Ben and I listened to our monthly Lighthouse CD entitled From Atheism to Catholicism, which featured Jennifer Fulwiler’s honest and candid conversion story; naturally I was intrigued, but even more so when I saw on the back of the CD jacket a teaser for her upcoming memoir, Something Other Than God: How I Passionately Sought Happiness and Accidentally Found It. At first, I dismissed it as a book I would “someday” read, since it seemed interesting and yet I wasn’t entirely certain how much it would differ from her verbal conversion story.
Fast forward to a week ago when I stumbled across Fulwiler’s blog, and somehow her book was being launched the next day, so she and her publisher were hosting this mega-launching party that was too enticing to miss. I somewhat impulsively (but justifiably) purchased the memoir in hopes to gain an iota of a chance at one of the many prizes offered, but I also knew I would ravenously devour her story simply based on the title alone.
Little did I realize just how enraptured I would become by her gifted capability at storytelling, which opens during her childhood as she lived with an openly atheist father and questionably agnostic mother, and then it sequentially leads up to and through her ultimate conversion to Catholicism well into her adult years. While it’s no secret that I’m an avid reader of memoirs – mainly because I find it fascinating to read about other people’s lives of adversity and hope – this one particularly captured my constant interest due to the uniqueness of an atheist’s journey specifically to Catholicism.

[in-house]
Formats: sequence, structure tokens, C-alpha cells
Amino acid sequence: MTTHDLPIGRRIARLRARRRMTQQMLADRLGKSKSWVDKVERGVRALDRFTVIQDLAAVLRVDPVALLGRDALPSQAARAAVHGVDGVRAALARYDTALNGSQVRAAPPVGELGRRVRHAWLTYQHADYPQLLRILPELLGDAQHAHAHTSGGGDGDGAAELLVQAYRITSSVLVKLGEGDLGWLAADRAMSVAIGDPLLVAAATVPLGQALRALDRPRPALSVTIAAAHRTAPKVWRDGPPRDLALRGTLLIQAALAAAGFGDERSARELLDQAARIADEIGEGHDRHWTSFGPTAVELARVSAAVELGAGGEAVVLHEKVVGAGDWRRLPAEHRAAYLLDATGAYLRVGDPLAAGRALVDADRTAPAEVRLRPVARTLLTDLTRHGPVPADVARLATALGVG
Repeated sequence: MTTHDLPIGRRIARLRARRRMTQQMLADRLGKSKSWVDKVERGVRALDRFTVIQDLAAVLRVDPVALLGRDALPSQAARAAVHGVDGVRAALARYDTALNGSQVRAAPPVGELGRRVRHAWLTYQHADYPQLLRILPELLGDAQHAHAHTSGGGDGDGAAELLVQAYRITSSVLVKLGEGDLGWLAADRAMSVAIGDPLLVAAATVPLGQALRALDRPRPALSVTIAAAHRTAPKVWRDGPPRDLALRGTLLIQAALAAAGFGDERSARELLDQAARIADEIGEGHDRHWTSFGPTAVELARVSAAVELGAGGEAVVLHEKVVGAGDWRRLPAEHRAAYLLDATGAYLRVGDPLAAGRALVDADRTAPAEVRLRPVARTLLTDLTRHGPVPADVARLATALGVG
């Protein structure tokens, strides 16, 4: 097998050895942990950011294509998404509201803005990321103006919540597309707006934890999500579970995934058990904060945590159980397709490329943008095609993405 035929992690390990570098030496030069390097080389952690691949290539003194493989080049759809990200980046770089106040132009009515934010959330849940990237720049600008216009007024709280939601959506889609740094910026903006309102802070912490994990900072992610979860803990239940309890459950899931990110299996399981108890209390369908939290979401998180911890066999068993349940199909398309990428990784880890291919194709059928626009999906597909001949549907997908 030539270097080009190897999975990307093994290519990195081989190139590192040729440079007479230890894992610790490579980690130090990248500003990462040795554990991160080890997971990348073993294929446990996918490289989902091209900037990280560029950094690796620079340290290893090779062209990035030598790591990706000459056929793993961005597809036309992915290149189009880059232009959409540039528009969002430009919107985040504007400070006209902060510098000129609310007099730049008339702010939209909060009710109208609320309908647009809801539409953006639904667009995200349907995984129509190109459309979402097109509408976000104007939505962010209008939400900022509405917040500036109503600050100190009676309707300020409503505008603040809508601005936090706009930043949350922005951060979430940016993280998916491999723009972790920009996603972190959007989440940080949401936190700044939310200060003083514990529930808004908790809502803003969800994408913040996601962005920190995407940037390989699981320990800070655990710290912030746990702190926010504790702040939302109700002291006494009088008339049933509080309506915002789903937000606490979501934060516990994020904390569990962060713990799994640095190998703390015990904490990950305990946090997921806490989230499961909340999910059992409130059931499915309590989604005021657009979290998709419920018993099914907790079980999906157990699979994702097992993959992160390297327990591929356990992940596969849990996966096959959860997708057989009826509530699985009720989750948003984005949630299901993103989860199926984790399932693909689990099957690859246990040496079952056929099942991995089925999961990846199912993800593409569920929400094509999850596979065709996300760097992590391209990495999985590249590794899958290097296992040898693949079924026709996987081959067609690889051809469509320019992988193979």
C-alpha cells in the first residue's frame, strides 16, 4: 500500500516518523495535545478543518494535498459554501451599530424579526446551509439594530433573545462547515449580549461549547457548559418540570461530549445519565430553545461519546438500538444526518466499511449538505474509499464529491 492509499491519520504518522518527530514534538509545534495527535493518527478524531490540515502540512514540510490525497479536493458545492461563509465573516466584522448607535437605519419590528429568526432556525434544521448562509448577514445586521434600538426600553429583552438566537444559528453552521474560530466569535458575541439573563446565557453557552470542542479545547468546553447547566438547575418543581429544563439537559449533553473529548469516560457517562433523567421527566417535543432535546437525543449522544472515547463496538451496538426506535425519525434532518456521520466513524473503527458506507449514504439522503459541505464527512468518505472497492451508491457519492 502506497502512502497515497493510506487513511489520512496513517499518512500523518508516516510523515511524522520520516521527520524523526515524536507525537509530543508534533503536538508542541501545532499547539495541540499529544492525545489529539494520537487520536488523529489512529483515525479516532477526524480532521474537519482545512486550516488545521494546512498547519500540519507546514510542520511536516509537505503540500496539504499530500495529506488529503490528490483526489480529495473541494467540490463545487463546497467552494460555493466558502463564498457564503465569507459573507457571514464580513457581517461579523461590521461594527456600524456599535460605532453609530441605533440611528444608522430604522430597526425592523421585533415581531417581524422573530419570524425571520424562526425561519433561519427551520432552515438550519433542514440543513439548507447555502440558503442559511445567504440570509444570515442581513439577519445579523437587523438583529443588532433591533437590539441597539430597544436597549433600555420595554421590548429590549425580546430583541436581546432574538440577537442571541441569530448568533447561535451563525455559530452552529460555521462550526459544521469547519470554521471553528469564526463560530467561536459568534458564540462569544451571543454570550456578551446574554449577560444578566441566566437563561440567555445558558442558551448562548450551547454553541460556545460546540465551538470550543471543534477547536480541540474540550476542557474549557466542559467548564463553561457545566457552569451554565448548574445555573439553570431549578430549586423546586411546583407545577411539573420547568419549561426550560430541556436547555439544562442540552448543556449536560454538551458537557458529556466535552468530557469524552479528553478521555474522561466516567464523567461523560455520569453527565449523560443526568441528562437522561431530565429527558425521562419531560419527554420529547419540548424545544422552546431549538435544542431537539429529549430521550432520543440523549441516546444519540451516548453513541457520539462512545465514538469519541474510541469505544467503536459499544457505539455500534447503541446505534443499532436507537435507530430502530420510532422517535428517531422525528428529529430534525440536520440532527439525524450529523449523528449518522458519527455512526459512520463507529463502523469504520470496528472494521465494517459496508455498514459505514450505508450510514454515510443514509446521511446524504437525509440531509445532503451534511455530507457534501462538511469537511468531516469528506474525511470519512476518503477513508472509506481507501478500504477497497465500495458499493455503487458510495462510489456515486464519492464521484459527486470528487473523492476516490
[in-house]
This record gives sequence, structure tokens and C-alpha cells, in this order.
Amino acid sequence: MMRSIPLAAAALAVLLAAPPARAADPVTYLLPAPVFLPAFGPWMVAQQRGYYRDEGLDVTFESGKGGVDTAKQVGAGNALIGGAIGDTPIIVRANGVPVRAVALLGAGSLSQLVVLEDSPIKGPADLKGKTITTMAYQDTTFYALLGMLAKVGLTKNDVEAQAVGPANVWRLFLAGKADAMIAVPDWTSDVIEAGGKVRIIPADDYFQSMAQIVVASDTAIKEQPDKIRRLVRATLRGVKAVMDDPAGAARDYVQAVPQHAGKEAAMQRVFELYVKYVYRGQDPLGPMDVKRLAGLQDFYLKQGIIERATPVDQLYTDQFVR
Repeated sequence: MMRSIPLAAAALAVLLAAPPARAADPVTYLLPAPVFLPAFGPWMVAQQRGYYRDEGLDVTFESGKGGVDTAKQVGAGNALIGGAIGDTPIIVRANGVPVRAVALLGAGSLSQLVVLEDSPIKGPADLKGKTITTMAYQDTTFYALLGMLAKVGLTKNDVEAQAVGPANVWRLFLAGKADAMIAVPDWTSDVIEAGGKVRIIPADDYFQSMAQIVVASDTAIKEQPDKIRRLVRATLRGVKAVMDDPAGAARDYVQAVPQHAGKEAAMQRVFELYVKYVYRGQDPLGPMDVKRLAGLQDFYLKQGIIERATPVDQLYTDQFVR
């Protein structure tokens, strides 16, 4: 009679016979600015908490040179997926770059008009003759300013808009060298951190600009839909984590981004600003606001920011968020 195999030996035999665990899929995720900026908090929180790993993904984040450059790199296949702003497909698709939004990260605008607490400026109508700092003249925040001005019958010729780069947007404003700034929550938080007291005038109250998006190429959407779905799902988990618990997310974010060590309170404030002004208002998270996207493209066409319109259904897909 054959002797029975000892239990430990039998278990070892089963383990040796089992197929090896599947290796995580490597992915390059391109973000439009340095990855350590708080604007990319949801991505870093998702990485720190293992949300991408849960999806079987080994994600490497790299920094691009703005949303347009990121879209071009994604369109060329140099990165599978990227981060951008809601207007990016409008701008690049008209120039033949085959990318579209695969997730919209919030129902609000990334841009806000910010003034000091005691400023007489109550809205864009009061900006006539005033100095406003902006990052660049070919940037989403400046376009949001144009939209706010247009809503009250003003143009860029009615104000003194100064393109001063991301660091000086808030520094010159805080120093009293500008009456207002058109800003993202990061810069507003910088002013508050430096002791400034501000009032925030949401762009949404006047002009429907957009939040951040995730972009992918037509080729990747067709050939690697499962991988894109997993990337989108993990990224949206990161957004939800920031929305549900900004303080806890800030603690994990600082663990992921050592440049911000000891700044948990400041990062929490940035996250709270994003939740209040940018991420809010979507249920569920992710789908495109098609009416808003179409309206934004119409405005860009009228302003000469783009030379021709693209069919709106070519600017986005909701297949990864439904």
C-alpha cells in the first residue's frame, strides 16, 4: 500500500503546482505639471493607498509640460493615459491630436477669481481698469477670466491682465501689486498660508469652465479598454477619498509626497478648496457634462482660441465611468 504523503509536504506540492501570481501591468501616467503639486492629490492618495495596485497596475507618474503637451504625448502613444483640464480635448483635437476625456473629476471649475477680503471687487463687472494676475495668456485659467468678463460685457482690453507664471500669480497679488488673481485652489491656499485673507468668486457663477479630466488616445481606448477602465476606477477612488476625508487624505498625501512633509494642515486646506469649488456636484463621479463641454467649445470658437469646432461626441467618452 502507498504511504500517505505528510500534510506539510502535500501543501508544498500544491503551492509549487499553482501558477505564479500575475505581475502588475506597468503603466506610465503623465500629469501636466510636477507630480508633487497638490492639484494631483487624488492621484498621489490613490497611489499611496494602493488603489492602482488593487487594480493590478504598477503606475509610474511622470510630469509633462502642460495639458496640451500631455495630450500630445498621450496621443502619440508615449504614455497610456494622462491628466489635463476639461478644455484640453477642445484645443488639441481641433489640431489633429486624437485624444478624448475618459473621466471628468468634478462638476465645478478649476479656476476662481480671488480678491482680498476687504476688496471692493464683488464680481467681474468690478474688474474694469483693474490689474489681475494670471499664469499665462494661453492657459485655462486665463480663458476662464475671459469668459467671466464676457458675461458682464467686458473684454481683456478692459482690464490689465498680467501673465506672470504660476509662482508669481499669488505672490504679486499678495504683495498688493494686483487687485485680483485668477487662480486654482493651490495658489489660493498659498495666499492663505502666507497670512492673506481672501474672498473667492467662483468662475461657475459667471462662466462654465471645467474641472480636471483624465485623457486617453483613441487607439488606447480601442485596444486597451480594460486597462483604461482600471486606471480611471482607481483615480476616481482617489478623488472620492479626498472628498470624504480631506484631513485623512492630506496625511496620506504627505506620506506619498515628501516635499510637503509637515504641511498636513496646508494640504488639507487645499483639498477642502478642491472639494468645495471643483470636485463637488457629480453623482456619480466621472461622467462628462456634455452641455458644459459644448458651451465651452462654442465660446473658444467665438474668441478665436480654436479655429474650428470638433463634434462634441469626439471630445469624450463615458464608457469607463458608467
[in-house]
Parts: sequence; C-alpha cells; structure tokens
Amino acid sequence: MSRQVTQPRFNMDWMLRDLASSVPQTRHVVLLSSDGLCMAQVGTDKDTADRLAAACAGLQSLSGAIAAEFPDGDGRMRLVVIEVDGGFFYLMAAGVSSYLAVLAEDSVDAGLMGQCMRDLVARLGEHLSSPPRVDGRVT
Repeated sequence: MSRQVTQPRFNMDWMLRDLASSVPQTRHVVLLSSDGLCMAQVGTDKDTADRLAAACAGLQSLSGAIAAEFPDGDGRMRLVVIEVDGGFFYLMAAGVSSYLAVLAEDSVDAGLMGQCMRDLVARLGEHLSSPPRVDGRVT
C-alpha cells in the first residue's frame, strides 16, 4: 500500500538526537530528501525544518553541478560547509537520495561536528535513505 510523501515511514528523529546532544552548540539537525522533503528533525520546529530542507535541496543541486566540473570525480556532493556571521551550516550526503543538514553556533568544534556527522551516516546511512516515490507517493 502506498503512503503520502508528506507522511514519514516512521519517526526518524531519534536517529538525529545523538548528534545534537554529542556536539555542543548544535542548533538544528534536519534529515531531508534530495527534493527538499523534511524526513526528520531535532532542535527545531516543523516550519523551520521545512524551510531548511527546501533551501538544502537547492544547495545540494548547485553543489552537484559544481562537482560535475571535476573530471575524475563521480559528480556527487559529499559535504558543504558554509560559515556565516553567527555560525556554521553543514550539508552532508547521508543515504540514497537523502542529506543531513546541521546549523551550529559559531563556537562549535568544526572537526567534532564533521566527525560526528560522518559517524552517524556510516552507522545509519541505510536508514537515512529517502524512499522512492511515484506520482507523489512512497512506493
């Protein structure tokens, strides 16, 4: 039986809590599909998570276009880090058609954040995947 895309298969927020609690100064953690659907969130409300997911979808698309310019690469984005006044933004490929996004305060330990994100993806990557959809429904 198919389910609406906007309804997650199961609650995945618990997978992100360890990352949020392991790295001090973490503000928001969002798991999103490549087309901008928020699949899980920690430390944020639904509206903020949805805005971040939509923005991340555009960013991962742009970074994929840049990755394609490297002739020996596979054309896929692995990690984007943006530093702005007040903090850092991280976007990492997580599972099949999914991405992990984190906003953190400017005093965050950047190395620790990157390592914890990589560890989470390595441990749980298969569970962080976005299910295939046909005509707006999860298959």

Fulwiler brilliantly and humbly describes her innermost thoughts and emotions that showcased the very difficult truths she came to accept about Catholicism when atheism was so ingrained in her identity from her first memories as a child. Fulwiler doesn’t attempt to sugarcoat her journey in any way, as some skeptics may assume happens to converts. She frankly and, at times sordidly, admits wrestling with the difficulty of accepting the concept of a loving God in light of how horrific sufferings happen to holy people, including innocent children. But she doesn’t address this in the typical cliched manner; instead, she delves into very personal accounts of tragedies that struck her family and how she was able to eventually reconcile her perplexity and pain into a liberating and healing embrace of a loving Heavenly Father.
It is a beautiful conversion story rife with pieces of Providence, which some might mistakenly label as coincidence, yet the manner in which Fulwiler describes these seemingly ordinary incidents is simplistic and profound, in that the reader is moved to the reality of hope in a God who cares about the details of our lives, even and especially when that love is unrequited by humanity.
I found Fulwiler’s entire journey to be so riveting that parts of her life reminded me of aspects of my own story that would add vibrancy and detail to my personal memoir; in this sense, she acted as my muse as I feverishly took notes while reading her story. To mention a mere recommendation of this book seems trite and incomplete; my suggestion is that anyone who is searching for meaning, anyone who loves memoirs, and certainly anyone whose faith exists anywhere on the spectrum of lukewarm to devout to read Fulwiler’s story and prepare to experience spiritual depth and richness in your own journey.
Copyright 2014 Jeannie Ewing